BIO's Pacific Rim Summit Kicks Off with Discussion of Synthetic Biology

Biofuels & Climate Change

BIO’s Brent Erickson, host of the Pacific Rim Summit on Industrial Biotechnology, welcomed attendees to the opening plenary session with some observations about trends developing for the coming year. “I have been involved in industrial biotechnology for over a decade now and the changes I have witnessed over the past five years are sweeping, extraordinary and encouraging,” Erickson said. The trends that he identified in his remarks include:

  • Industrial biotech is spreading globally, and some of the most robust commercial developments are occurring in Asia;
  • Despite the global economic challenges all companies face, significant investments are still being made in industrial biotechnologies and processes;
  • As commercialization of large-scale biofuels facilities has slowed, due to financing constraints, commercialization of renewable chemical platforms has surged ahead;
  • Worldwide demand for oil will create even more demand for industrial biotech products over time, as oil prices continue to climb;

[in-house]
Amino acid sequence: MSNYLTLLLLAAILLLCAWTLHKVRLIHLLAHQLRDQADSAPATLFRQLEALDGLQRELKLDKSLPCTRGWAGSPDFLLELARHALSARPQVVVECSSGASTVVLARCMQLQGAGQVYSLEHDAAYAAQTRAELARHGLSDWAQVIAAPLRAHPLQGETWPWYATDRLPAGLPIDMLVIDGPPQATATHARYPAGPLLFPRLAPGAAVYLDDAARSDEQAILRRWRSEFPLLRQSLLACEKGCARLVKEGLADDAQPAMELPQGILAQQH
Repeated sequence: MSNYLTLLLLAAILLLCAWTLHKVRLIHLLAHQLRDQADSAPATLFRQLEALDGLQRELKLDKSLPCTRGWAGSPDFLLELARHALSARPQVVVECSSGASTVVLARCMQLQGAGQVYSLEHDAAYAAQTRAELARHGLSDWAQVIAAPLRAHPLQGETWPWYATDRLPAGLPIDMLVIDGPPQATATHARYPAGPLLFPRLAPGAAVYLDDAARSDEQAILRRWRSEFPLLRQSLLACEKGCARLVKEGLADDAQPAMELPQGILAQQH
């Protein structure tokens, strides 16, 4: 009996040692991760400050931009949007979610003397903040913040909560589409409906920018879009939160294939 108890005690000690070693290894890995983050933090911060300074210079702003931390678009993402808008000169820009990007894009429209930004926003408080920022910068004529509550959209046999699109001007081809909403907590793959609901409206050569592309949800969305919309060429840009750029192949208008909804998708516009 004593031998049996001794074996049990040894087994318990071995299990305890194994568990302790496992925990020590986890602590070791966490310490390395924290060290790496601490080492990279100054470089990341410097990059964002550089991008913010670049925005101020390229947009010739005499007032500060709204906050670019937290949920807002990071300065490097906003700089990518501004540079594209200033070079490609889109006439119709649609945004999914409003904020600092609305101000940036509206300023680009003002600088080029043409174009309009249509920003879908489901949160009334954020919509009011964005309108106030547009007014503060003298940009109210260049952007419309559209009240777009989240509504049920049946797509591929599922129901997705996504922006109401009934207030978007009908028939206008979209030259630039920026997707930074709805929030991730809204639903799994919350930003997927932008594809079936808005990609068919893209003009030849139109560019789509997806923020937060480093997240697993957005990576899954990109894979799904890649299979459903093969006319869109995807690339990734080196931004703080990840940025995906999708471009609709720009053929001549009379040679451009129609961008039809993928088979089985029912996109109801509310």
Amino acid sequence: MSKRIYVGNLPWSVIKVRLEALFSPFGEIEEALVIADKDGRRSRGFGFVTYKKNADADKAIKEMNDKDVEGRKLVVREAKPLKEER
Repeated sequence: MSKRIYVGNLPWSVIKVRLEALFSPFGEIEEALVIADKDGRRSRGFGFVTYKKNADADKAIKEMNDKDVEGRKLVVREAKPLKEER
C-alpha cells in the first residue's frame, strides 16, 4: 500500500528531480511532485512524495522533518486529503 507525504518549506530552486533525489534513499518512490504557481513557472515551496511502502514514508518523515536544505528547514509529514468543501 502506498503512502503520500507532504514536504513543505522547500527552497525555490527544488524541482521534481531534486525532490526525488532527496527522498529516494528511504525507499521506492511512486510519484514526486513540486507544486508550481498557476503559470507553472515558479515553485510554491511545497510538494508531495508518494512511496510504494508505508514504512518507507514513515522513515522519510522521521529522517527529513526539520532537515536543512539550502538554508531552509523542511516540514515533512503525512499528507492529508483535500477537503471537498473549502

• We are beginning to see new combinations of biocatalysis and conventional catalysis that will lead to exciting new renewable chemical processes;
  • Synthetic biology is a new engine for innovation and will increase the rate of innovation in the laboratory and reduce the time to commercialize new products.

Synthetic Biology BIOFAB Project

The Summit also hosted a session on a new BIOFAB project during the first full day. Dr. Drew Endy of Stanford led a discussion of the rapid pace of discovery in biotechnology and the challenge that presents for business models and safety and security networks, possibly requiring changes to current practices. Synthetic biology envisions reducing the the time and money spent on developing new biotechnology applications by allowing developers to work with DNA through a common programming language, analogous to computer programming, according to Endy. But that is an extraordinarily difficult thing to do.
The BIOFAB, according to Endy, is “a public-benefit facility producing the parts, tools & standards powering the future of biotechnology.” The first project of BIOFAB intends to question a central dogma of biology, that “one can construct, but not design, genomes.” Initial results are being generated, showing that a gene “expression operating unit” can be modeled with a high degree of predictability.

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